Apart from the Fair Work Act 1994 (SA), a number of other Acts deal with employment such as Acts dealing with particular occupations like teachers, police officers, public servants, etc. In addition employees are entitled to workers compensation (see accidents at work) and to superannuation entitlements, see: superannuation.
Under the Long Service Leave Act 1987 (SA) an employee is entitled, after ten years continuous service, to long service leave on full pay amounting to thirteen weeks [s 5]. A further 1.3 weeks is granted for each completed year after 10 years service. Special legislation applies to workers in the construction industry, see Construction Industry Long Service Leave Act 1987 (SA).
An employee who leaves his or her employment at any time after seven years continuous service is, in most circumstances, entitled to receive proportional payment of long service leave but employees dismissed without notice for serious misconduct may lose their pro-rata long service leave entitlements. With agreement from their employer, an employee who has worked for 10 or more years may ‘cash out’ either part or the whole of their accrued Long Service Leave.
Some employees may have their entitlements to long service leave regulated by a workplace agreement or award which is different to these statutory entitlements. As a general rule, provisions in a Federal award or workplace agreement will override a State law if there is inconsistency and an intention to exclude the State law. Employees that come under a Federal Award are entitled to 13 weeks leave after 15 years of service. These Federal Award employees are entitled to a pro rata payment if they leave work after 10 years continuous service.
To check your Long Service Leave entitlement see the calculator tool on SafeWork SA's website.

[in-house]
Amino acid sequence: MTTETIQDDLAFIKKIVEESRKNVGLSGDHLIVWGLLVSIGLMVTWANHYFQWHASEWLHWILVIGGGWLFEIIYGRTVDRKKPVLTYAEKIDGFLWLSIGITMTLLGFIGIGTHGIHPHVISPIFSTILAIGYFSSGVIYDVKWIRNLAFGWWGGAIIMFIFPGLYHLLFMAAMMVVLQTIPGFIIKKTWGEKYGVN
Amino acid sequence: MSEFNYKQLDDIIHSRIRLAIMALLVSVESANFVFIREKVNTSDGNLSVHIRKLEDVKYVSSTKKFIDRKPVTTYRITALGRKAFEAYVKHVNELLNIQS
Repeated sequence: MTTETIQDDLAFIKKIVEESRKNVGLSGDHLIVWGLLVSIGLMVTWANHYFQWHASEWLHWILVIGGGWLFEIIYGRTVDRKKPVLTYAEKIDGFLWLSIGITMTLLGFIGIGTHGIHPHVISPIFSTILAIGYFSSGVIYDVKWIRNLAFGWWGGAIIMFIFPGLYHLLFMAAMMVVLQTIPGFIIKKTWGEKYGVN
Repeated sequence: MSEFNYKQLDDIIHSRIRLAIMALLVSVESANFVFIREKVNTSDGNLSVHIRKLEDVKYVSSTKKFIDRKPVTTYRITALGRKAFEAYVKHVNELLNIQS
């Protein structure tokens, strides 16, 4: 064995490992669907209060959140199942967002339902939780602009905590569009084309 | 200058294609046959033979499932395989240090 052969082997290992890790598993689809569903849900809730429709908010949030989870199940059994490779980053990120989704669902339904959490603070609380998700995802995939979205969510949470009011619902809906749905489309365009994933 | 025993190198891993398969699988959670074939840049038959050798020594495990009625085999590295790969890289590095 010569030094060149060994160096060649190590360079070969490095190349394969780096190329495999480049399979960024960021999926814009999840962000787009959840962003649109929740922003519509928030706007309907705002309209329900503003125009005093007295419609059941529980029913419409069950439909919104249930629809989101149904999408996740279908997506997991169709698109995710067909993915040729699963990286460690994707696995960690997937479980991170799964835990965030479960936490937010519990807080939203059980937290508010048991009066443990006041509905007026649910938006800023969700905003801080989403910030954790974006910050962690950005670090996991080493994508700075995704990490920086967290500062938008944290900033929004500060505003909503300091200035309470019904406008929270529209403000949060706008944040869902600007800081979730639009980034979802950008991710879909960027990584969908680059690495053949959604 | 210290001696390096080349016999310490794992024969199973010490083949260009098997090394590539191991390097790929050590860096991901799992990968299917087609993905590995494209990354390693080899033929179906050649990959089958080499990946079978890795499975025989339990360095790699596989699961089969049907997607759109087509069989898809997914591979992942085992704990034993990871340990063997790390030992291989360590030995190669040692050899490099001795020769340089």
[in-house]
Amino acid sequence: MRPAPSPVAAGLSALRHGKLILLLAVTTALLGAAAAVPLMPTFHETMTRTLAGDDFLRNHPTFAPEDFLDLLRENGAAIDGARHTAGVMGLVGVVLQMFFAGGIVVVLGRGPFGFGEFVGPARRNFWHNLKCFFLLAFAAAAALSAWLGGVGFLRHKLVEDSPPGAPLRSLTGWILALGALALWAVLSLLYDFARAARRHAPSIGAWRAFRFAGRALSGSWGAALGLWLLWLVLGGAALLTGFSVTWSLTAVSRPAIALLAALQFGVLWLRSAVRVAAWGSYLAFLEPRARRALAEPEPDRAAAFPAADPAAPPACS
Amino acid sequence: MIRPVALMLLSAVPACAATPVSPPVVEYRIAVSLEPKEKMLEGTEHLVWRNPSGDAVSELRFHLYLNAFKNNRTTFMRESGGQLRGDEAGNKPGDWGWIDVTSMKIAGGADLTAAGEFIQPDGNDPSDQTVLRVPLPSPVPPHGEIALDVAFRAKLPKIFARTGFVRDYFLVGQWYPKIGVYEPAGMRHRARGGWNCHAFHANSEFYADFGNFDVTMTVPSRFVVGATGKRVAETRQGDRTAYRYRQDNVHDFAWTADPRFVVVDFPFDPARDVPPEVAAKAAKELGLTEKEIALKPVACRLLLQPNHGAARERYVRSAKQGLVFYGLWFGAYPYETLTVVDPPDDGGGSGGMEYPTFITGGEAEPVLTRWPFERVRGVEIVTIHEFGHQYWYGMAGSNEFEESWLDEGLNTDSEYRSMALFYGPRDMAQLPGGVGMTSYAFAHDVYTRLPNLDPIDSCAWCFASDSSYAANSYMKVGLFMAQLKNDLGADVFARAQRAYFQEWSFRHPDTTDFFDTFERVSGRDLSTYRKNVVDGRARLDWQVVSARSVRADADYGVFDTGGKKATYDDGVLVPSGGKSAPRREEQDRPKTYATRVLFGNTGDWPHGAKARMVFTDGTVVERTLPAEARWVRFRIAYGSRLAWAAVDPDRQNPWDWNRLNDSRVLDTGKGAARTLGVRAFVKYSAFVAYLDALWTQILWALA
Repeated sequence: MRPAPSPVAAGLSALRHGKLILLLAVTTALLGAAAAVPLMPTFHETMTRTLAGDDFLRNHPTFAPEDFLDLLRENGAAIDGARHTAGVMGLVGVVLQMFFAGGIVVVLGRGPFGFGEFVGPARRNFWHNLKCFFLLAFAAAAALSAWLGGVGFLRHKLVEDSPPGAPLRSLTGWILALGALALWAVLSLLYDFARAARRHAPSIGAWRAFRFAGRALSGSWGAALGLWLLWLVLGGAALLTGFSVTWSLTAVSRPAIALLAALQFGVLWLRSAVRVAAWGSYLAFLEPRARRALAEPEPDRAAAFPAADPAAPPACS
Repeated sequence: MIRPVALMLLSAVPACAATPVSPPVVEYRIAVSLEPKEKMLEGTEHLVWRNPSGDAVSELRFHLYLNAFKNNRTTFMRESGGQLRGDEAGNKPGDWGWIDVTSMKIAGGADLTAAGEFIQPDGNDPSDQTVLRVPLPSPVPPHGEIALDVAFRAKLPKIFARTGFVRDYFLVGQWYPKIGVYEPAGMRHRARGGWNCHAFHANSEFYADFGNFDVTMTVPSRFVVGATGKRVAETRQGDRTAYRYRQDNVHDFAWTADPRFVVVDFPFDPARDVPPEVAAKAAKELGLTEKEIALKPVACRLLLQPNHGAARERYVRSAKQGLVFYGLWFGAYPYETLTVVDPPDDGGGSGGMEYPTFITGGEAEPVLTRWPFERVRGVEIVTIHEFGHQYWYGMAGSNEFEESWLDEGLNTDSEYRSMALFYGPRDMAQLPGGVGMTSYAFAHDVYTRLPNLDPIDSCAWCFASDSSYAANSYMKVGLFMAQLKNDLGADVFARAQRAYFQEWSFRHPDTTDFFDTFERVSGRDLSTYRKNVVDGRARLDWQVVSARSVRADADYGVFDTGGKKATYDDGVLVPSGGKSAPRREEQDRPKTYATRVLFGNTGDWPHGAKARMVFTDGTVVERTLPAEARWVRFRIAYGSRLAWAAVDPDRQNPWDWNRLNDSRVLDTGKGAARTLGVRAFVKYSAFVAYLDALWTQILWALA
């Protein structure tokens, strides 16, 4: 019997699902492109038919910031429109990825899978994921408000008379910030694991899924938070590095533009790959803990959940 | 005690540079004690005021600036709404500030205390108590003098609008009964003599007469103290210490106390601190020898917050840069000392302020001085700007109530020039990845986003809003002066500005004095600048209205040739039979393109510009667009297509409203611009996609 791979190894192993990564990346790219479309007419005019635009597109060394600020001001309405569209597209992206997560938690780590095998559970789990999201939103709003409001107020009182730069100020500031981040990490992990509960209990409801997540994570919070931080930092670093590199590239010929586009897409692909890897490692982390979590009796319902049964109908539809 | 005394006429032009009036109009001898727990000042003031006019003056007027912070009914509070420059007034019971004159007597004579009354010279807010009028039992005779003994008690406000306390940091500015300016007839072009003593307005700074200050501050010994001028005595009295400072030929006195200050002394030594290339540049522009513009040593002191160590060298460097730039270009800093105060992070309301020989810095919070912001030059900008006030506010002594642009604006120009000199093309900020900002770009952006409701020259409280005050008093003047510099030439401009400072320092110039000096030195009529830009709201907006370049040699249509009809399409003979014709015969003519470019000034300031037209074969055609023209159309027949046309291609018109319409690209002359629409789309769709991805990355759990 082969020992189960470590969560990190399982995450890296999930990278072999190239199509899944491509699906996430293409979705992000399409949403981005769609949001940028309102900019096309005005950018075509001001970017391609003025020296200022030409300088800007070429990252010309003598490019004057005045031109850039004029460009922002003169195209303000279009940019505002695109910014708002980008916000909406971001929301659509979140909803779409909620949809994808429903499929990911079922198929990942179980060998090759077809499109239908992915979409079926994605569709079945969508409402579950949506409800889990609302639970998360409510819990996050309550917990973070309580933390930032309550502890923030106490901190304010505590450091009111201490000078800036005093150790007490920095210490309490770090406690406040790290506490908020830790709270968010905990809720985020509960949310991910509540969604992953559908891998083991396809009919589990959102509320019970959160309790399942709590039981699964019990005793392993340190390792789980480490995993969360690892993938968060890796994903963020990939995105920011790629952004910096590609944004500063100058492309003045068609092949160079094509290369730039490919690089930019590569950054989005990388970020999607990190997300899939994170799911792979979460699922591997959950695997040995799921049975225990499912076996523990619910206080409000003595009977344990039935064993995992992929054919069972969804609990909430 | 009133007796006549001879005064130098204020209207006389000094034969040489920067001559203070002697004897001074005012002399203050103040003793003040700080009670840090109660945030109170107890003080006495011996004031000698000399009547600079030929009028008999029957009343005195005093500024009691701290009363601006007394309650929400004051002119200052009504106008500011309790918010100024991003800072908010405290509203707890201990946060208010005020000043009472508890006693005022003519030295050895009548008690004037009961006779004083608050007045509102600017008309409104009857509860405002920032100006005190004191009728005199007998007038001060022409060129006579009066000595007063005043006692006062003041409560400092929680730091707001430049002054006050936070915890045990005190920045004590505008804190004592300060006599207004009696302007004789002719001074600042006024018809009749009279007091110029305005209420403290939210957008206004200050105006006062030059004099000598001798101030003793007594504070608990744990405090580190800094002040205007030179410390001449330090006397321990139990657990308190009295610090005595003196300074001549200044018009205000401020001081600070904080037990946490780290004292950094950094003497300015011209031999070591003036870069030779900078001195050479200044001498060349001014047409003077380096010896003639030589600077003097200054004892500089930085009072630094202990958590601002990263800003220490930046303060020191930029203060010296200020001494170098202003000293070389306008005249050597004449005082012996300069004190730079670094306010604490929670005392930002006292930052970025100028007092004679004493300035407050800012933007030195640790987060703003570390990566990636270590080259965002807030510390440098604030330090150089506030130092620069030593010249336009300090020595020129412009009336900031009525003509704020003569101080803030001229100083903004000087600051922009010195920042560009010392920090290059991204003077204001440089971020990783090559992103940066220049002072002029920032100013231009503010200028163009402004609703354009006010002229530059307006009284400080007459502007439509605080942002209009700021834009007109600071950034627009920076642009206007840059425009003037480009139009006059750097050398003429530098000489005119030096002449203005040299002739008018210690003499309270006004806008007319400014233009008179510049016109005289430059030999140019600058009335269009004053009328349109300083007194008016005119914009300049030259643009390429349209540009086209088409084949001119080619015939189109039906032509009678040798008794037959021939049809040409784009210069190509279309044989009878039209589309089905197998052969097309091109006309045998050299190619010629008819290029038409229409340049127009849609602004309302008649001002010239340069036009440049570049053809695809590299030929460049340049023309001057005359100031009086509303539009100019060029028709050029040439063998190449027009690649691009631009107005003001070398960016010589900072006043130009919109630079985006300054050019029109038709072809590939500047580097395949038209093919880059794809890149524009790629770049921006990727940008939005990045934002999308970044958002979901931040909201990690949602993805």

The Equal Opportunity Act 1984 (SA) prohibits discrimination in employment on the grounds of age, sex, sexuality marital status, pregnancy, race or physical and intellectual impairment. It also prohibits victimisation and sexual harassment, including sexual harassment of an employee by an employer or another employee. Complaints must be made to the Commissioner for Equal Opportunity within 12 months of the incident. If a complaint is not resolved by conciliation it goes before the South Australian Employment Tribunal, which has a wide range of powers.
The rights contained in the Equal Opportunity Act 1984 (SA) must also be considered alongside similar rights provided by federal anti-discrimination law:
The scope of federal legislation differs sometimes from that of the State law. The Commonwealth Acts are not intended to exclude or limit the operation of Equal Opportunity Act which is capable of operating concurrently with them, so complainants must choose whether to take proceedings under the State or the Commonwealth law, for they cannot take proceedings under both. See further the Law Handbook sections on discrimination.
Where a worker is dismissed in a discriminatory way they may also have to choose whether to exercise their rights under anti-discrimination legislation (Federal or State), or the provisions governing termination of employment in either the Fair Work Act 2009 (Cth) (for federal employees) or the Fair Work Act 1994 (SA) (for other employees).
See the Law Handbook section on Safety legislation.
The content of the Law Handbook is made available as a public service for information purposes only and should not be relied upon as a substitute for legal advice. See Disclaimer for details. For free and confidential legal advice in South Australia call 1300 366 424.